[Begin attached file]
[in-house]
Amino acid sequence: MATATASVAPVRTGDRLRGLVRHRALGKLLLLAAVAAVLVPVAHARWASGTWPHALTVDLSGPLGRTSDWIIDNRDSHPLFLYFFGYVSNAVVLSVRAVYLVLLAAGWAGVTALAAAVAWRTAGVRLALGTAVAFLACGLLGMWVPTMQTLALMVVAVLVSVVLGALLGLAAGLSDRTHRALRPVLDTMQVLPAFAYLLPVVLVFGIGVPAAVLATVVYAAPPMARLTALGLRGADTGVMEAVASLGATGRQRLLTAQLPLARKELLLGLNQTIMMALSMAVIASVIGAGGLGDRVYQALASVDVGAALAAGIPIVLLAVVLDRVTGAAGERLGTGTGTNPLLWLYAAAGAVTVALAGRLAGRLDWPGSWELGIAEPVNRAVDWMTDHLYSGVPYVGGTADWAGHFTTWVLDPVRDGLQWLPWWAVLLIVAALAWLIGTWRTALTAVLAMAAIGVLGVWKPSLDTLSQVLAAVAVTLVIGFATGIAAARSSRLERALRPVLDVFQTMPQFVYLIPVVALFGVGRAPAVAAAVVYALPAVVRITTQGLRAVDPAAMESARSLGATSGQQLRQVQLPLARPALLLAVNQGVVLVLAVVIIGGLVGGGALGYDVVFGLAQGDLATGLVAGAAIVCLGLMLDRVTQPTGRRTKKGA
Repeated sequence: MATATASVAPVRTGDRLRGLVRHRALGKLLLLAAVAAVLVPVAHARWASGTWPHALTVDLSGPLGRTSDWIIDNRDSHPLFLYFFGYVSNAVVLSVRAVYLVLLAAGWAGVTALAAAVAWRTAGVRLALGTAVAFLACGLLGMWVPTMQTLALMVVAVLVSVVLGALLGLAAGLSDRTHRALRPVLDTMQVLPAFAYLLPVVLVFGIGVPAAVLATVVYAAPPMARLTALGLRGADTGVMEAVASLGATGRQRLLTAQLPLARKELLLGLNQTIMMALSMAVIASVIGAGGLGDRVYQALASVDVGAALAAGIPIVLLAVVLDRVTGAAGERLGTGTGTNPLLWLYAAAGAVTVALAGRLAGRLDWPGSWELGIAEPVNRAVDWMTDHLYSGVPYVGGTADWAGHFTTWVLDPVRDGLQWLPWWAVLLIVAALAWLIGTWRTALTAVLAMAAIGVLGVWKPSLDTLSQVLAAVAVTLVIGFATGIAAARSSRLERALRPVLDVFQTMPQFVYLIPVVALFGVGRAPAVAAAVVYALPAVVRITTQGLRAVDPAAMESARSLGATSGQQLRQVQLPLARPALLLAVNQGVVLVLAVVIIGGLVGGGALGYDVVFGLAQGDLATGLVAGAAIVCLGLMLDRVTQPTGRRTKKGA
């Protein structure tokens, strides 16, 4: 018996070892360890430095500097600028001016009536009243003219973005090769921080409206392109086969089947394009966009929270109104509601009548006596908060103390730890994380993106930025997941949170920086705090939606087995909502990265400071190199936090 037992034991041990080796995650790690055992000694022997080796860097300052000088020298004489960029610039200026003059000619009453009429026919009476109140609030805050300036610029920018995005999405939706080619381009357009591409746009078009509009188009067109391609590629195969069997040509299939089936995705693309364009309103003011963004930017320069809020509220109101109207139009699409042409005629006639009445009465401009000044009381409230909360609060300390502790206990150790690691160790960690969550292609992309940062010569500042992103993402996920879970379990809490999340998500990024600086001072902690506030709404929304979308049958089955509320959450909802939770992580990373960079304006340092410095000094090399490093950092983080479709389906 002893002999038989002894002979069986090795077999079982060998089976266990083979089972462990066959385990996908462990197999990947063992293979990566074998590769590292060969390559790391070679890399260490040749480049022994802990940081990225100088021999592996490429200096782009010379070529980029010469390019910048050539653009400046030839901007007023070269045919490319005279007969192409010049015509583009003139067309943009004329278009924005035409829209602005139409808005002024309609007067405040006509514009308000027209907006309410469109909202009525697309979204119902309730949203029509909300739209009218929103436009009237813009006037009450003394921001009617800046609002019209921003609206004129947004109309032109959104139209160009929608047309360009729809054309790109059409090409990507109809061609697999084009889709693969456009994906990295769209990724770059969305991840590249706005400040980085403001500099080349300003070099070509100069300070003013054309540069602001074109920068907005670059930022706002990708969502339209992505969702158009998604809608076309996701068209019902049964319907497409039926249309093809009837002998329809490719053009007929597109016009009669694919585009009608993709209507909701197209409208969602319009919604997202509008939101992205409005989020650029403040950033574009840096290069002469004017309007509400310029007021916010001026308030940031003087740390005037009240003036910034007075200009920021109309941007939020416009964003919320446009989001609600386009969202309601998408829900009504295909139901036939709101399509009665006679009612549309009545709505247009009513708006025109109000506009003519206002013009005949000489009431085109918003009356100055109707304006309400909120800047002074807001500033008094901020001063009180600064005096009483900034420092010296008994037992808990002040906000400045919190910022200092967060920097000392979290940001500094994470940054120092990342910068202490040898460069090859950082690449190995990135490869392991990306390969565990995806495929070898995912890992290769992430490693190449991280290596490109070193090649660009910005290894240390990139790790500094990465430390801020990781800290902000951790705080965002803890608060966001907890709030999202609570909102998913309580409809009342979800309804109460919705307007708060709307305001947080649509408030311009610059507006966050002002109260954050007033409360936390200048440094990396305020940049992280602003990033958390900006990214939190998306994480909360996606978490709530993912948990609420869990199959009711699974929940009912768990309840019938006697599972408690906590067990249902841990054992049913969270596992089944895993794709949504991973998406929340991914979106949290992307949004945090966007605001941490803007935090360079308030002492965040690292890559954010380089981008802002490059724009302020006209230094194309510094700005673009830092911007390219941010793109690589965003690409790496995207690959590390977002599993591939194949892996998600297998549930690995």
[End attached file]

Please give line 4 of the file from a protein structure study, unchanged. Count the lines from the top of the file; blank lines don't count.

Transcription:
């Protein structure tokens, strides 16, 4: 018996070892360890430095500097600028001016009536009243003219973005090769921080409206392109086969089947394009966009929270109104509601009548006596908060103390730890994380993106930025997941949170920086705090939606087995909502990265400071190199936090 037992034991041990080796995650790690055992000694022997080796860097300052000088020298004489960029610039200026003059000619009453009429026919009476109140609030805050300036610029920018995005999405939706080619381009357009591409746009078009509009188009067109391609590629195969069997040509299939089936995705693309364009309103003011963004930017320069809020509220109101109207139009699409042409005629006639009445009465401009000044009381409230909360609060300390502790206990150790690691160790960690969550292609992309940062010569500042992103993402996920879970379990809490999340998500990024600086001072902690506030709404929304979308049958089955509320959450909802939770992580990373960079304006340092410095000094090399490093950092983080479709389906 002893002999038989002894002979069986090795077999079982060998089976266990083979089972462990066959385990996908462990197999990947063992293979990566074998590769590292060969390559790391070679890399260490040749480049022994802990940081990225100088021999592996490429200096782009010379070529980029010469390019910048050539653009400046030839901007007023070269045919490319005279007969192409010049015509583009003139067309943009004329278009924005035409829209602005139409808005002024309609007067405040006509514009308000027209907006309410469109909202009525697309979204119902309730949203029509909300739209009218929103436009009237813009006037009450003394921001009617800046609002019209921003609206004129947004109309032109959104139209160009929608047309360009729809054309790109059409090409990507109809061609697999084009889709693969456009994906990295769209990724770059969305991840590249706005400040980085403001500099080349300003070099070509100069300070003013054309540069602001074109920068907005670059930022706002990708969502339209992505969702158009998604809608076309996701068209019902049964319907497409039926249309093809009837002998329809490719053009007929597109016009009669694919585009009608993709209507909701197209409208969602319009919604997202509008939101992205409005989020650029403040950033574009840096290069002469004017309007509400310029007021916010001026308030940031003087740390005037009240003036910034007075200009920021109309941007939020416009964003919320446009989001609600386009969202309601998408829900009504295909139901036939709101399509009665006679009612549309009545709505247009009513708006025109109000506009003519206002013009005949000489009431085109918003009356100055109707304006309400909120800047002074807001500033008094901020001063009180600064005096009483900034420092010296008994037992808990002040906000400045919190910022200092967060920097000392979290940001500094994470940054120092990342910068202490040898460069090859950082690449190995990135490869392991990306390969565990995806495929070898995912890992290769992430490693190449991280290596490109070193090649660009910005290894240390990139790790500094990465430390801020990781800290902000951790705080965002803890608060966001907890709030999202609570909102998913309580409809009342979800309804109460919705307007708060709307305001947080649509408030311009610059507006966050002002109260954050007033409360936390200048440094990396305020940049992280602003990033958390900006990214939190998306994480909360996606978490709530993912948990609420869990199959009711699974929940009912768990309840019938006697599972408690906590067990249902841990054992049913969270596992089944895993794709949504991973998406929340991914979106949290992307949004945090966007605001941490803007935090360079308030002492965040690292890559954010380089981008802002490059724009302020006209230094194309510094700005673009830092911007390219941010793109690589965003690409790496995207690959590390977002599993591939194949892996998600297998549930690995």